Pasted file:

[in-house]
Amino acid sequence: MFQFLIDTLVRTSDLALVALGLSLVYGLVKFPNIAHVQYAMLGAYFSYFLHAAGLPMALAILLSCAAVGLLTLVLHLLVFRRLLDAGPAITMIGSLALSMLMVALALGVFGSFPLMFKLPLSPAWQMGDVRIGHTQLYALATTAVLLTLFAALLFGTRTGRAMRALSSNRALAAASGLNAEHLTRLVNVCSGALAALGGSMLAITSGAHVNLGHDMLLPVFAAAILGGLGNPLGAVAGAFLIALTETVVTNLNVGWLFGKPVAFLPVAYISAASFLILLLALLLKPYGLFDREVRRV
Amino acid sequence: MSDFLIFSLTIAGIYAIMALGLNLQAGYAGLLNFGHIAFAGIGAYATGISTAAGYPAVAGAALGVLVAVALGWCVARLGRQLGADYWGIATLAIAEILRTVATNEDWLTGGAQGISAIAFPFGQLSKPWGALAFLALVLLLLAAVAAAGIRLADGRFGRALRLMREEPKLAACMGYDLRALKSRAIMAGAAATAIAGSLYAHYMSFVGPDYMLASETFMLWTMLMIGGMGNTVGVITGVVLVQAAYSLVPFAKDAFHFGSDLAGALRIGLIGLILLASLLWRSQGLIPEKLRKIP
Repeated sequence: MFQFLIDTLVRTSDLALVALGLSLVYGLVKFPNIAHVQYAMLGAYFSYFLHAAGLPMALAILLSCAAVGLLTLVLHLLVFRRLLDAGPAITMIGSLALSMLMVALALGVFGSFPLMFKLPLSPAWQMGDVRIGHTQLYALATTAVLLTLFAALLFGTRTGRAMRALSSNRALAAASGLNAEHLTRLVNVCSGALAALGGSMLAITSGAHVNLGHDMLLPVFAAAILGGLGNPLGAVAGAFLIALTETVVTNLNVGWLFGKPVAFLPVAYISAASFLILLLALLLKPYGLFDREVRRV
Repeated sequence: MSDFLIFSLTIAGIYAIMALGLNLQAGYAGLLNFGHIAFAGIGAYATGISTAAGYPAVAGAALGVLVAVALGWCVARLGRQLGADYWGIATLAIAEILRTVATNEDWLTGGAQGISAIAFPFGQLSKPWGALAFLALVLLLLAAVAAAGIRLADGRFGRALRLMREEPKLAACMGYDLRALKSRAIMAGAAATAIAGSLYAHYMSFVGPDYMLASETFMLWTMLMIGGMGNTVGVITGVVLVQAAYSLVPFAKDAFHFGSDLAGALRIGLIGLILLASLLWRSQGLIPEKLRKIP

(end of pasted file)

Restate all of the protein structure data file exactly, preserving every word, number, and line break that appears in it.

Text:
[in-house]
Amino acid sequence: MFQFLIDTLVRTSDLALVALGLSLVYGLVKFPNIAHVQYAMLGAYFSYFLHAAGLPMALAILLSCAAVGLLTLVLHLLVFRRLLDAGPAITMIGSLALSMLMVALALGVFGSFPLMFKLPLSPAWQMGDVRIGHTQLYALATTAVLLTLFAALLFGTRTGRAMRALSSNRALAAASGLNAEHLTRLVNVCSGALAALGGSMLAITSGAHVNLGHDMLLPVFAAAILGGLGNPLGAVAGAFLIALTETVVTNLNVGWLFGKPVAFLPVAYISAASFLILLLALLLKPYGLFDREVRRV
Amino acid sequence: MSDFLIFSLTIAGIYAIMALGLNLQAGYAGLLNFGHIAFAGIGAYATGISTAAGYPAVAGAALGVLVAVALGWCVARLGRQLGADYWGIATLAIAEILRTVATNEDWLTGGAQGISAIAFPFGQLSKPWGALAFLALVLLLLAAVAAAGIRLADGRFGRALRLMREEPKLAACMGYDLRALKSRAIMAGAAATAIAGSLYAHYMSFVGPDYMLASETFMLWTMLMIGGMGNTVGVITGVVLVQAAYSLVPFAKDAFHFGSDLAGALRIGLIGLILLASLLWRSQGLIPEKLRKIP
Repeated sequence: MFQFLIDTLVRTSDLALVALGLSLVYGLVKFPNIAHVQYAMLGAYFSYFLHAAGLPMALAILLSCAAVGLLTLVLHLLVFRRLLDAGPAITMIGSLALSMLMVALALGVFGSFPLMFKLPLSPAWQMGDVRIGHTQLYALATTAVLLTLFAALLFGTRTGRAMRALSSNRALAAASGLNAEHLTRLVNVCSGALAALGGSMLAITSGAHVNLGHDMLLPVFAAAILGGLGNPLGAVAGAFLIALTETVVTNLNVGWLFGKPVAFLPVAYISAASFLILLLALLLKPYGLFDREVRRV
Repeated sequence: MSDFLIFSLTIAGIYAIMALGLNLQAGYAGLLNFGHIAFAGIGAYATGISTAAGYPAVAGAALGVLVAVALGWCVARLGRQLGADYWGIATLAIAEILRTVATNEDWLTGGAQGISAIAFPFGQLSKPWGALAFLALVLLLLAAVAAAGIRLADGRFGRALRLMREEPKLAACMGYDLRALKSRAIMAGAAATAIAGSLYAHYMSFVGPDYMLASETFMLWTMLMIGGMGNTVGVITGVVLVQAAYSLVPFAKDAFHFGSDLAGALRIGLIGLILLASLLWRSQGLIPEKLRKIP